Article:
In Memoriam: Sir John Hurt (1940 – 2017)
Throughout my life, I have been making a mental list of all those actors who I consider to have a “bedtime story” voice. Topping this list has always been John Hurt. As much as I realise that this is a somewhat absurd way to begin a eulogy, stay with me – because this list means more than it’s face value would suggest. The fact that I have always considered John Hurt to be the number one person I’d like to read to me, is a comment on his ability to fully captivate an audience, as though with some sort of magical enchantment. Shape shifting into a myriad of colourful characters throughout his (more than) half-century of acting, today we have truly lost a titan of exquisite British acting.
Sir John Hurt, as we should know him after his 2015 knighthood for services to drama, began his life in such a manner that you wouldn’t have imagined that he would end up an actor. Born to strictly religious parents, he grew up across the road from a cinema that he was never allowed to go to, though perhaps the idea of drama being a ‘forbidden fruit’ made it all the more sweet. In fact, when he told his headteacher of his acting ambitions, Hurt was laughed at and told that he “wouldn’t stand a chance in that profession.”
This seemed to start him on a life-long mission to prove them wrong, building a career of incredible roles on both stage and screen that would resonate with audiences for decades to come. Beginning his career in film with The Wild and the Willing in 1962, less than a decade later he would receive his first BAFTA nomination for Best Supporting Actor as Timothy Evans in 10 Rillington Place leading quickly to a win in the Best Actor category just four years later for the TV play, The Naked Civil Servant. This led to further acclaim for his role as the Roman Emperor Caligula in the BBC drama series I, Claudius – a role that he would later reveal that he originally declined, before accepting when meeting the rest of the cast and crew.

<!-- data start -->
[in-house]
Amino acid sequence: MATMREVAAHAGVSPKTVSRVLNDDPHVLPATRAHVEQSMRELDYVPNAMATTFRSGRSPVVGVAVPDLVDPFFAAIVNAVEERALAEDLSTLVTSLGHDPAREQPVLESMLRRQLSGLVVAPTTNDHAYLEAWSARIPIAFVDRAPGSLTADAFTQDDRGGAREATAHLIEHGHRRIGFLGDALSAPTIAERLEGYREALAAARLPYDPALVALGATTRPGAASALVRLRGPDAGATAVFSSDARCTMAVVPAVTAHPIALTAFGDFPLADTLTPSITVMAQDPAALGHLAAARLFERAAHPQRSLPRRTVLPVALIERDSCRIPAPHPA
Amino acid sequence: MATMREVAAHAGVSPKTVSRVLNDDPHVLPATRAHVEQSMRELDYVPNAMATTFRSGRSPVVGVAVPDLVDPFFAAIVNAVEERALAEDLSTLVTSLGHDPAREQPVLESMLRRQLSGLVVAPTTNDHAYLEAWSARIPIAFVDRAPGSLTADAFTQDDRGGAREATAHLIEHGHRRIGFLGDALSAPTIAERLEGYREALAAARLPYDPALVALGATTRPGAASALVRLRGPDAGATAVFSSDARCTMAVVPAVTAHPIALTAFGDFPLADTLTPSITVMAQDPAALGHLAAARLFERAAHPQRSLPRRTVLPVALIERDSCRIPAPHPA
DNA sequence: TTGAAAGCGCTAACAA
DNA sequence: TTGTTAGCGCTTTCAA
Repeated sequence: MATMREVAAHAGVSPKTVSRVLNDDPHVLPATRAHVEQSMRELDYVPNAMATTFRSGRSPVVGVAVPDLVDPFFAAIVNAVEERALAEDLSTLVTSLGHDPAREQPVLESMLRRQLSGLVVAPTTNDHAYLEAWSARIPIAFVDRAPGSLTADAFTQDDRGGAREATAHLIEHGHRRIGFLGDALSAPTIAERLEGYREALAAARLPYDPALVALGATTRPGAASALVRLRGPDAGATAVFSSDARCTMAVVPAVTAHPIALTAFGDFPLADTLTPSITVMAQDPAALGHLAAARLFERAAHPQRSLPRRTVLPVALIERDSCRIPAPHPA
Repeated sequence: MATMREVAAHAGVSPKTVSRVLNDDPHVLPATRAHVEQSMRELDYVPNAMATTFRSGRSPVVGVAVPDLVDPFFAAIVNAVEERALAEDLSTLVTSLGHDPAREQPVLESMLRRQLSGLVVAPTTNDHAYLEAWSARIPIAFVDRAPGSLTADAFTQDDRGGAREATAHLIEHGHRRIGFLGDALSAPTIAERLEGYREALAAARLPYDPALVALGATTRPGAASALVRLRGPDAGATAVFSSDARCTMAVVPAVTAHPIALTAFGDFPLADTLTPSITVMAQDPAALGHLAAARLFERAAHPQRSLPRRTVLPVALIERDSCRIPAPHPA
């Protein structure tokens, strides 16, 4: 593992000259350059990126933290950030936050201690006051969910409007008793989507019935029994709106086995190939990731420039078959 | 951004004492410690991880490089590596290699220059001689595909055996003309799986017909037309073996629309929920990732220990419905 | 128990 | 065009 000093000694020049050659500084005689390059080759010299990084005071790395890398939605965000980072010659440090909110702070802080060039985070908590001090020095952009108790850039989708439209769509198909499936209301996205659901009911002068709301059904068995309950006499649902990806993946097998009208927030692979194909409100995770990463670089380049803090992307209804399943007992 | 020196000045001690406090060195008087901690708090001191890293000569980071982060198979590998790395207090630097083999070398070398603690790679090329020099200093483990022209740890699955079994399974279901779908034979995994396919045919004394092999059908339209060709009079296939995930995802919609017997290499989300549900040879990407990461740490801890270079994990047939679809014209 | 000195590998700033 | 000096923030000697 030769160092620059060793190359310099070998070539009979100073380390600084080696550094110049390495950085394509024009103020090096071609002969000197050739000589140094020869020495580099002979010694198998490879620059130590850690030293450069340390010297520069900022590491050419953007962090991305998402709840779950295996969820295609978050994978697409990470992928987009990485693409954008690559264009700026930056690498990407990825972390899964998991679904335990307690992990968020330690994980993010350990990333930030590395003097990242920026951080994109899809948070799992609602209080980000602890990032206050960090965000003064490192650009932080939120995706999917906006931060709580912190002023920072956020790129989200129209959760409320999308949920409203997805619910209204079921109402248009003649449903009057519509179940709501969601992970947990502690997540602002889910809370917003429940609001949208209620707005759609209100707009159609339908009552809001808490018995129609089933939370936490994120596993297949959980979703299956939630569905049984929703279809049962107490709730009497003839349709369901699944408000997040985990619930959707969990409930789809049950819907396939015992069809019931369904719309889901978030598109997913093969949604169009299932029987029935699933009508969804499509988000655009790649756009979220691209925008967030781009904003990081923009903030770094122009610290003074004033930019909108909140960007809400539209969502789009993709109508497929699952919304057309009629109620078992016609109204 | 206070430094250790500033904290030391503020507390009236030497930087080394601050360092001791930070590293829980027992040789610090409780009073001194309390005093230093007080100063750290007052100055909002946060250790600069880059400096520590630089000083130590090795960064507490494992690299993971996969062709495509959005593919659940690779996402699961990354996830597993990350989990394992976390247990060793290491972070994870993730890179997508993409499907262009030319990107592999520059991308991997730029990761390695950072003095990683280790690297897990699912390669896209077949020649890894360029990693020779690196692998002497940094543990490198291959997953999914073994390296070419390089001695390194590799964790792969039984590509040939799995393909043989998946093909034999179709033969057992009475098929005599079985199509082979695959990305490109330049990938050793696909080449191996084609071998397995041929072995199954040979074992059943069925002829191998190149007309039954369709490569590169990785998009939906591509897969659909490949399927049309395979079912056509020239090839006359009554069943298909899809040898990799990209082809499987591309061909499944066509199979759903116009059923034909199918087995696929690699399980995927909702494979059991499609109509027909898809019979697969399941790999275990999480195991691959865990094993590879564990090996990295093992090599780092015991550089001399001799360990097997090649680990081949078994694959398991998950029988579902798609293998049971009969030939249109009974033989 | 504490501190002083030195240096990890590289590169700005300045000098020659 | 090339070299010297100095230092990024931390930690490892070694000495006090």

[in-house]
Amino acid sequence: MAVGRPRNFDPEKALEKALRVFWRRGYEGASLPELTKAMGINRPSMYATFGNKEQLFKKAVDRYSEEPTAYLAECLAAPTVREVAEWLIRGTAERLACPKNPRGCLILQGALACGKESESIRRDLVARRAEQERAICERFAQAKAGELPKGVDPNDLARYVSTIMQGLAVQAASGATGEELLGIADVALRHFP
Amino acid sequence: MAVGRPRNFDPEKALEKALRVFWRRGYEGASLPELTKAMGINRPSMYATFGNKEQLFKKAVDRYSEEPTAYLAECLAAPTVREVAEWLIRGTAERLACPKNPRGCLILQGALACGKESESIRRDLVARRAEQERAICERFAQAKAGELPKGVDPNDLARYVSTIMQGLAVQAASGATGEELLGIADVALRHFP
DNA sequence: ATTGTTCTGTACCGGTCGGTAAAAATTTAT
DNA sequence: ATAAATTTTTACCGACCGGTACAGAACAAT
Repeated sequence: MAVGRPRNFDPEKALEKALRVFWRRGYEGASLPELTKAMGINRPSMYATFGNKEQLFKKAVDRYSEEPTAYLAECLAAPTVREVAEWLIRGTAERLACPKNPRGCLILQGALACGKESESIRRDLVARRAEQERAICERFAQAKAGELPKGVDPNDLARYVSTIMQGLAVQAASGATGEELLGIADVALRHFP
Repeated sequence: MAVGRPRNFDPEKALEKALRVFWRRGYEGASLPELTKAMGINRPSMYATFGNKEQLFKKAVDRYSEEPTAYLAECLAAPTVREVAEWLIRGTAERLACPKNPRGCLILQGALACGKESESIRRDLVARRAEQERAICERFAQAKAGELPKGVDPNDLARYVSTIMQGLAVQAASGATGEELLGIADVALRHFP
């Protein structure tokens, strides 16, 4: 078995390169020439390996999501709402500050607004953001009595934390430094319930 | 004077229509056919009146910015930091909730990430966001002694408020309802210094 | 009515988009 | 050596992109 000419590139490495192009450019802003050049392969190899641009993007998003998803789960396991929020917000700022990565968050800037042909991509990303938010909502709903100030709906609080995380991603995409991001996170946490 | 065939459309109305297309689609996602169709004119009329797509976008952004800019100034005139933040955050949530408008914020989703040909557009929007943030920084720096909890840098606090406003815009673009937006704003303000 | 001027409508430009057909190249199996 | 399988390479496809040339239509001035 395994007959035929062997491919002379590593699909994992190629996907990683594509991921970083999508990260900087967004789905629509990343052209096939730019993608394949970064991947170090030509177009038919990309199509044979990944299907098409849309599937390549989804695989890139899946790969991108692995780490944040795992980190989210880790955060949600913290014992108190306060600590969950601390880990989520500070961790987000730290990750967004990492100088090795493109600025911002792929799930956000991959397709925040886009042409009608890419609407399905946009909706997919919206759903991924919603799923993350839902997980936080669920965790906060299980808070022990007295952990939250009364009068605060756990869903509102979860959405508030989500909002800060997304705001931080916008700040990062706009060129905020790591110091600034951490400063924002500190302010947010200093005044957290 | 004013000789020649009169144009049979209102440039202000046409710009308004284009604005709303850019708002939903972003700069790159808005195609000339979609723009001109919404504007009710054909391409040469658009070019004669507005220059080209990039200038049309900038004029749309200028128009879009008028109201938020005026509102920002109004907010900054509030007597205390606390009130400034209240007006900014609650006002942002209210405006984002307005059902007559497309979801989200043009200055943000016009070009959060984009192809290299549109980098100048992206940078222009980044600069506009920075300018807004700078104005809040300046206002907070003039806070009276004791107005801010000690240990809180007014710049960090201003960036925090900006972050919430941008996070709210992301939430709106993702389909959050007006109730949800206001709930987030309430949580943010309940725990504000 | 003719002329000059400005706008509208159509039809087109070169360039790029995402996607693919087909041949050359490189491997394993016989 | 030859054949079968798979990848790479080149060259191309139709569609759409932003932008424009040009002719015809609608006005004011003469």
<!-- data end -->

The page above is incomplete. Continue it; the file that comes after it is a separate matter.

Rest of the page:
He then went on to win both a Golden Globe and another BAFTA for his role in Midnight Express, as well as being nominated for an Academy Award (which he lost out on to Christopher Walken for his role in The Deer Hunter), and voicing parts in both Ralph Bakshi’s animated adaptation of Lord of the Rings and (both the TV and movie version) of Watership Down. And in 1981, he would star in one of his most iconic roles as the titular character in David Lynch’s The Elephant Man, which won him another BAFTA, and earned nominations at the Golden Globes and the Academy Awards.
However, though his long career garnered him much credit from the critics, many of the roles that audiences will remember John Hurt for, are the ones that would not be nominated and praised as these early roles had been. He had a certain penchant for choosing Science-Fiction and Fantasy works which made him well-known to a mass audience. From Alien, Doctor Who and Nineteen Eighty-Four, to Harry Potter, V for Vendetta and Indiana Jones, Hurt seemed to quickly become a staple of the genre, and in many works such as the BBC series Merlin and 2013’s Snowpiercer he would take on the role of the wise character that would eventually aid the lead in their quest.
And so, with all of this experience under his belt, it was no surprise that at the 65th British Academy Film Awards, Hurt was presented with an award for Outstanding British Contribution to Cinema. Famed for his ability to completely inhabit a role as a chameleon, Hurt would say of his craft that “method acting is for people with no imagination” and thus it was not for him.
And though the world has been robbed, entirely too soon, of one of the last few acting greats, John Hurt has left behind him an incredible body of work, that will forever showcase how truly remarkable he was. So, although he is gone, he will truly never be forgotten, as Hurt himself said “We are all racing towards death. No matter how many great, intellectual conclusions we draw during our lives, we know they’re all only man-made, like God. I begin to wonder where it all leads. What can you do, except do what you can do as best you know how.”
Today, we must put our wands to the sky, for the Wandmaker. May he rest in peace.